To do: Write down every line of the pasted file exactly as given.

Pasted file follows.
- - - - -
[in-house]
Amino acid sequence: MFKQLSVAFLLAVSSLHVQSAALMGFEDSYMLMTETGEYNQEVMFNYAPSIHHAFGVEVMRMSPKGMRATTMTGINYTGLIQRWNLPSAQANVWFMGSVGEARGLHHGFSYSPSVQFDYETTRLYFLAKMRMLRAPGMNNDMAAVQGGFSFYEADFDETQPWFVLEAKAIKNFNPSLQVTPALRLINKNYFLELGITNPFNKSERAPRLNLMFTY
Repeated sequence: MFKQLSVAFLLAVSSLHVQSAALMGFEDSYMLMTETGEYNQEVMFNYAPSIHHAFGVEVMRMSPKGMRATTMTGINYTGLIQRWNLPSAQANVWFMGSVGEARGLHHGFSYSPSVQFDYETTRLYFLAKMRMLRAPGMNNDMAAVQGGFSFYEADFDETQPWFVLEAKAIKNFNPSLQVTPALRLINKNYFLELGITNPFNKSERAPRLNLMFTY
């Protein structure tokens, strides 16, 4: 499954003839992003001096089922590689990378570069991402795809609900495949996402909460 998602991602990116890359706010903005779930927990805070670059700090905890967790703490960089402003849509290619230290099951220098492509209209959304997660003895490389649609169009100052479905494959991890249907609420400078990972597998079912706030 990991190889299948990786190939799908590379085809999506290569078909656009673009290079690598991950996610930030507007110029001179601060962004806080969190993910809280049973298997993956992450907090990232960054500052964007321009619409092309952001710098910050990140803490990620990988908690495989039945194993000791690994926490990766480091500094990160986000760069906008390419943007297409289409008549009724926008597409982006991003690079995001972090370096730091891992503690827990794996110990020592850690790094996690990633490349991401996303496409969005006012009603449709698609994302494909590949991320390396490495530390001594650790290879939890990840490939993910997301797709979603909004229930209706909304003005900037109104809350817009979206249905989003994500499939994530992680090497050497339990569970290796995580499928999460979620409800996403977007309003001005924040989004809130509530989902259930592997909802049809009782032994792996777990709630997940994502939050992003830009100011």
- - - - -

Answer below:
[in-house]
Amino acid sequence: MFKQLSVAFLLAVSSLHVQSAALMGFEDSYMLMTETGEYNQEVMFNYAPSIHHAFGVEVMRMSPKGMRATTMTGINYTGLIQRWNLPSAQANVWFMGSVGEARGLHHGFSYSPSVQFDYETTRLYFLAKMRMLRAPGMNNDMAAVQGGFSFYEADFDETQPWFVLEAKAIKNFNPSLQVTPALRLINKNYFLELGITNPFNKSERAPRLNLMFTY
Repeated sequence: MFKQLSVAFLLAVSSLHVQSAALMGFEDSYMLMTETGEYNQEVMFNYAPSIHHAFGVEVMRMSPKGMRATTMTGINYTGLIQRWNLPSAQANVWFMGSVGEARGLHHGFSYSPSVQFDYETTRLYFLAKMRMLRAPGMNNDMAAVQGGFSFYEADFDETQPWFVLEAKAIKNFNPSLQVTPALRLINKNYFLELGITNPFNKSERAPRLNLMFTY
């Protein structure tokens, strides 16, 4: 499954003839992003001096089922590689990378570069991402795809609900495949996402909460 998602991602990116890359706010903005779930927990805070670059700090905890967790703490960089402003849509290619230290099951220098492509209209959304997660003895490389649609169009100052479905494959991890249907609420400078990972597998079912706030 990991190889299948990786190939799908590379085809999506290569078909656009673009290079690598991950996610930030507007110029001179601060962004806080969190993910809280049973298997993956992450907090990232960054500052964007321009619409092309952001710098910050990140803490990620990988908690495989039945194993000791690994926490990766480091500094990160986000760069906008390419943007297409289409008549009724926008597409982006991003690079995001972090370096730091891992503690827990794996110990020592850690790094996690990633490349991401996303496409969005006012009603449709698609994302494909590949991320390396490495530390001594650790290879939890990840490939993910997301797709979603909004229930209706909304003005900037109104809350817009979206249905989003994500499939994530992680090497050497339990569970290796995580499928999460979620409800996403977007309003001005924040989004809130509530989902259930592997909802049809009782032994792996777990709630997940994502939050992003830009100011």